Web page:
Tag Archives: Volume 35 Issue 3

Check, Raise, or Fold: Poker and the Unlawful Internet Gambling Enforcement Act

Gambling permeates throughout American society. One cannot watch television without stumbling upon a poker show, listen to the radio without hearing the amount of today’s lotto jackpot, or go on the Internet without encountering an advertisement for a gambling website. … Continue reading

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Justice Scalia and His Meta-Canon of Absurdity

A blind woman sits at home eagerly searching the Internet. She has recently purchased brand new software that allows her, for the first time in her life, to access this new invention, the World Wide Web. She is finally going … Continue reading

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Of Blogs, E-books, and Broadband: Access to Digital Media as a First Amendment Right

A politics of Internet freedom has recently achieved cultural prominence. Legal theorists have described this new Internet politics as a form of digital libertarianism, cultural environmentalism, or identity politics uploaded from the offline world. This politics is critical of attempts … Continue reading

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“Jacob’s Voice, Esau’s Hands”: Transparency as a First Amendment Right in an Age of Deceit and Impersonation

Changes in media technology often require a reevaluation of the underlying assumptions that guide policymakers. A case in point is the electronic media’s move to digital technology. The literature that describes this transition and its policy implications has focused on … Continue reading

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A Listener’s Free Speech, A Reader’s Copyright

Two of the necessary conditions for a legitimate republican government are that each competent citizen have an equal vote and that each voter have access to the inputs needed for autonomous, informed decision-making. This Article assumes that the required inputs … Continue reading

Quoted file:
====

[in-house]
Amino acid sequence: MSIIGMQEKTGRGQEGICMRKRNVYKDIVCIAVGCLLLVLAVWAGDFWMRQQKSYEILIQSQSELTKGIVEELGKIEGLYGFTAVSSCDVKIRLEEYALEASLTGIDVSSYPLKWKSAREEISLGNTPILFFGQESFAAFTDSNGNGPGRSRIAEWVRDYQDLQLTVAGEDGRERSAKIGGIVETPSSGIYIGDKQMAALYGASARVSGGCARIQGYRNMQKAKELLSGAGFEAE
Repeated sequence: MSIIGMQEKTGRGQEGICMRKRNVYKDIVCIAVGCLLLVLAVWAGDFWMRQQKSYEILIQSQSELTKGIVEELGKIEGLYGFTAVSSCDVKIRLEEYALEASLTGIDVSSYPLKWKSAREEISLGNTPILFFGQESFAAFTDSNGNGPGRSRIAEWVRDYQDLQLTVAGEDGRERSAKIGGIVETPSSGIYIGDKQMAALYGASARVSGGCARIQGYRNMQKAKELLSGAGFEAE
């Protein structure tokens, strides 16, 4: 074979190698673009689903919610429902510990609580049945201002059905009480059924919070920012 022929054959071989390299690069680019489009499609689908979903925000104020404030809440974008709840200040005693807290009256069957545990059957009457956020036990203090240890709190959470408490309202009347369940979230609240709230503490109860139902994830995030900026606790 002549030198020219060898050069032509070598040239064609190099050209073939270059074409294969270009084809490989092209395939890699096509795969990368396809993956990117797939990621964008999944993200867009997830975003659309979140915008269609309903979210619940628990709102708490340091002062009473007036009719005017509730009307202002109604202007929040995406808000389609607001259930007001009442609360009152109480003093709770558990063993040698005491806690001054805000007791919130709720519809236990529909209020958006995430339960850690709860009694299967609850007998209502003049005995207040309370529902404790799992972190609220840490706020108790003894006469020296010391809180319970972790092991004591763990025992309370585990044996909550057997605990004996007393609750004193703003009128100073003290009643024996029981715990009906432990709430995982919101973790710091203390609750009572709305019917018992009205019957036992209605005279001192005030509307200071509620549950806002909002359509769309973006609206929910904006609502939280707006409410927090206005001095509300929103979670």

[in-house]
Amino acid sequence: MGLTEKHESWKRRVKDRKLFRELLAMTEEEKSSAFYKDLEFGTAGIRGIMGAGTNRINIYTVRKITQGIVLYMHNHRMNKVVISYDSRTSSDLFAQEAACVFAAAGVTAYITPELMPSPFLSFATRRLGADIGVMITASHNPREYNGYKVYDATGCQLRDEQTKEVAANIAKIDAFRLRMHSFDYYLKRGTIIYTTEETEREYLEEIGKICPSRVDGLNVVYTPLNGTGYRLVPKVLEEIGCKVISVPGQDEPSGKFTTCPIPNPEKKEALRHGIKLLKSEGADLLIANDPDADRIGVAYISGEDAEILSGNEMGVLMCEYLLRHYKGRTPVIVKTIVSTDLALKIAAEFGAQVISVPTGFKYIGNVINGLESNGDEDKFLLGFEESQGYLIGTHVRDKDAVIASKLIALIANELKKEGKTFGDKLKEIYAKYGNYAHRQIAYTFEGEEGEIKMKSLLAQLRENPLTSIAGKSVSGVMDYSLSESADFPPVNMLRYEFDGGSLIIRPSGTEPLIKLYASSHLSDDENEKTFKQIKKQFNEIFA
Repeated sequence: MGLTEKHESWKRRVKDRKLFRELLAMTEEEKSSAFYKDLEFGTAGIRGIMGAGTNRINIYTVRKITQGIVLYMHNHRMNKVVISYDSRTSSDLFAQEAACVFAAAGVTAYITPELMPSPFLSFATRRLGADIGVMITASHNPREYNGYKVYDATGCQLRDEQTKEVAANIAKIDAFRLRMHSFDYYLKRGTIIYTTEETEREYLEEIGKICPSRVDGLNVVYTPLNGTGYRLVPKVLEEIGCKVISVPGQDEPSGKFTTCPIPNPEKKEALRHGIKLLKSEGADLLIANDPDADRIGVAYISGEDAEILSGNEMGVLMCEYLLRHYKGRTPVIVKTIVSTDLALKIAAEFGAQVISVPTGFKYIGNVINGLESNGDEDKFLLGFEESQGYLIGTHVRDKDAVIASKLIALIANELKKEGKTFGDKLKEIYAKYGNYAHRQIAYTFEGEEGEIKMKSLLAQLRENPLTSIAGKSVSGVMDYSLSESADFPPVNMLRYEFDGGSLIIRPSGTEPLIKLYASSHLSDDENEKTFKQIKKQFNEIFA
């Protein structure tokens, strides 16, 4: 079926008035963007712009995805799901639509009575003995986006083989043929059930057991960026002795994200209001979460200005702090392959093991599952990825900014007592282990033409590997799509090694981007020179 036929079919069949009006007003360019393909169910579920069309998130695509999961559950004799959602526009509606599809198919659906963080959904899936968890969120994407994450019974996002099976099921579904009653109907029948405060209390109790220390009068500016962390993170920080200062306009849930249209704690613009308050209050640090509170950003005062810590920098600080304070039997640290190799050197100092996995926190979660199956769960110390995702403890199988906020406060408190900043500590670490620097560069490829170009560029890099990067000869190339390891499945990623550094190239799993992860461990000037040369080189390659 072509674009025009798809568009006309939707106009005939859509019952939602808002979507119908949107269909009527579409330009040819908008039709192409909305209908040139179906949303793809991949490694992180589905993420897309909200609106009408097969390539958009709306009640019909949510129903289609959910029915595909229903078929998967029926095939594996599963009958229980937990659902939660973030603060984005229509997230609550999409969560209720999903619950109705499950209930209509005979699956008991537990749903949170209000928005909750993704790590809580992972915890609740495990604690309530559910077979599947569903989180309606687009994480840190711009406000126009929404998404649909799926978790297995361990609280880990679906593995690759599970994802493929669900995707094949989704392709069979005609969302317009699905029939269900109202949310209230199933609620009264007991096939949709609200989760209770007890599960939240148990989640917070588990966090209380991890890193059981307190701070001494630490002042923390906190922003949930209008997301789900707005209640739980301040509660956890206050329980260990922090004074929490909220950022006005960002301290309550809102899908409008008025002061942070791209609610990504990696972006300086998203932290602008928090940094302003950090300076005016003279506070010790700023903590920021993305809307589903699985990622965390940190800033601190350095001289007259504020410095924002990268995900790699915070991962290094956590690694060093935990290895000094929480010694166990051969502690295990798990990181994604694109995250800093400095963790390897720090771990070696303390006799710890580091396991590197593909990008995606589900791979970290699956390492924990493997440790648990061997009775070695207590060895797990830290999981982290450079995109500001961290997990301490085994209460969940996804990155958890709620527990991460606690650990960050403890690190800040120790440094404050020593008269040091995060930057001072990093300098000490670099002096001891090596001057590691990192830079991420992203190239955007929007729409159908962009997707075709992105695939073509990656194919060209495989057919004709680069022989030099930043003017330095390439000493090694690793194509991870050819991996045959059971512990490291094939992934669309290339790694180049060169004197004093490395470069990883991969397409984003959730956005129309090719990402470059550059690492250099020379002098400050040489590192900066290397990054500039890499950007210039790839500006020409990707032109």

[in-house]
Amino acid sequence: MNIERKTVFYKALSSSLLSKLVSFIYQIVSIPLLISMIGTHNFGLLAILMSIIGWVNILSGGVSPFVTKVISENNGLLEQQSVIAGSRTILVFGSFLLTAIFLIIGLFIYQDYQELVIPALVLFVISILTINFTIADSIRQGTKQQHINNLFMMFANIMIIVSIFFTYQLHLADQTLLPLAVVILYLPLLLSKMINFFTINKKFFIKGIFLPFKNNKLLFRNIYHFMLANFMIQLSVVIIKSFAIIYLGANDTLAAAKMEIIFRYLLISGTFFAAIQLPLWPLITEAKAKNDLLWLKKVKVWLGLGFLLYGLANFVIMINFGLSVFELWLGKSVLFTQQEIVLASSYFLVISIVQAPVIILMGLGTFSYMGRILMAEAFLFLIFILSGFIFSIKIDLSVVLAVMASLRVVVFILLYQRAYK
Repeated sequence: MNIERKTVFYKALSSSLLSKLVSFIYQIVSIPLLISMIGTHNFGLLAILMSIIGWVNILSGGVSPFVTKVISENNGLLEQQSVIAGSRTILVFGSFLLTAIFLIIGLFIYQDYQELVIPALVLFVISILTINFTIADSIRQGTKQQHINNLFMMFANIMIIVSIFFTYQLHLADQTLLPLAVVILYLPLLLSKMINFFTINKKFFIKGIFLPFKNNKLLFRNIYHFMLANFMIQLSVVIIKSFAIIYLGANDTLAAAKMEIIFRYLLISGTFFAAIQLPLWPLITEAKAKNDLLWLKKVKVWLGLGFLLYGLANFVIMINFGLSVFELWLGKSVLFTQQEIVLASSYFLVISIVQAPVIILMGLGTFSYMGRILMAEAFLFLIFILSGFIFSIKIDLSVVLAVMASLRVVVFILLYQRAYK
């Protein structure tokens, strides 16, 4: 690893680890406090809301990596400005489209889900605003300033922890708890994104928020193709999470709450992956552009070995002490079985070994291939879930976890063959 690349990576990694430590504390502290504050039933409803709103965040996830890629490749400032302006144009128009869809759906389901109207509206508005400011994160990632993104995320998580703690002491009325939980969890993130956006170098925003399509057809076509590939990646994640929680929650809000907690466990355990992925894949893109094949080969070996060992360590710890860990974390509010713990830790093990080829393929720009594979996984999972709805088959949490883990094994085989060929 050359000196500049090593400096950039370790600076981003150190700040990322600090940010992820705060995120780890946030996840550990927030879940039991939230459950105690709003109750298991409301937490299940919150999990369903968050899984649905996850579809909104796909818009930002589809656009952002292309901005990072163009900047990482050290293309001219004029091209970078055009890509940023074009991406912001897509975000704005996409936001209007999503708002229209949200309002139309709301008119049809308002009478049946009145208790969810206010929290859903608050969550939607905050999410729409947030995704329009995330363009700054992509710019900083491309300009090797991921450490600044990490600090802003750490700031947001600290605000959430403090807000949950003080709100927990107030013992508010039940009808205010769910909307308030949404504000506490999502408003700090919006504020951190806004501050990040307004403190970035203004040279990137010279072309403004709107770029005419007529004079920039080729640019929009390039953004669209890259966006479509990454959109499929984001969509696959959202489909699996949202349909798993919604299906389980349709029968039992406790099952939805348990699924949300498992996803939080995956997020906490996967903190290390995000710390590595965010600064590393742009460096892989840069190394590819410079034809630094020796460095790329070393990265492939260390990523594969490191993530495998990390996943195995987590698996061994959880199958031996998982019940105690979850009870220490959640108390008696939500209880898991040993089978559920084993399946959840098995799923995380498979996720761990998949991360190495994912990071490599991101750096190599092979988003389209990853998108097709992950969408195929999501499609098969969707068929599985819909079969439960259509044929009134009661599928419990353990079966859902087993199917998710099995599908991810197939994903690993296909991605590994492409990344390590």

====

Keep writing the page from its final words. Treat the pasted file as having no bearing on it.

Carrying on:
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Freedom of the Press for Whom? The Question to be Answered in our Critical Juncture

“Freedom of the press for whom?” That was the question that Professor Jerome Barron raised some forty years ago. It was a revolutionary question because in six words it called into question the dominant perception of freedom of the press, … Continue reading

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Market Triumphalism, Electoral Patologies, and the Abiding Wisdom of First Amendment Access Rights

Jerome Barron’s seminal writings that advocate a First Amendment right of access to the media make a powerful case that constitutional speech protection must actually yield dynamic, broad-based public debate in order to ensure the vitality of our democratic society. … Continue reading

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In Search of Regulatory Equilibrium

Suggestions for how to reform the media obviously depend on what we think most needs reforming. But they also depend on our views of the most appropriate and constitutionally viable regulatory models for achieving reform. There is no dearth of … Continue reading

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Heckler’s Veto Case Law as a Resource for Democratic Discourse

Almost forty years ago, Jerome Barron proposed a listener-centered First Amendment right. He argued that the central concern of the First Amendment should be with the listeners—that difficult questions of competing First Amendment rights should be resolved with the goal … Continue reading

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Self Help, the Media and the First Amendment

In 1973, Harry Kalven observed that: It is an insufficiently noticed aspect of the First Amendment that it contemplates the vigorous use of self-help by the opponents of given doctrines, ideas, and political positions. It is not the theory that … Continue reading

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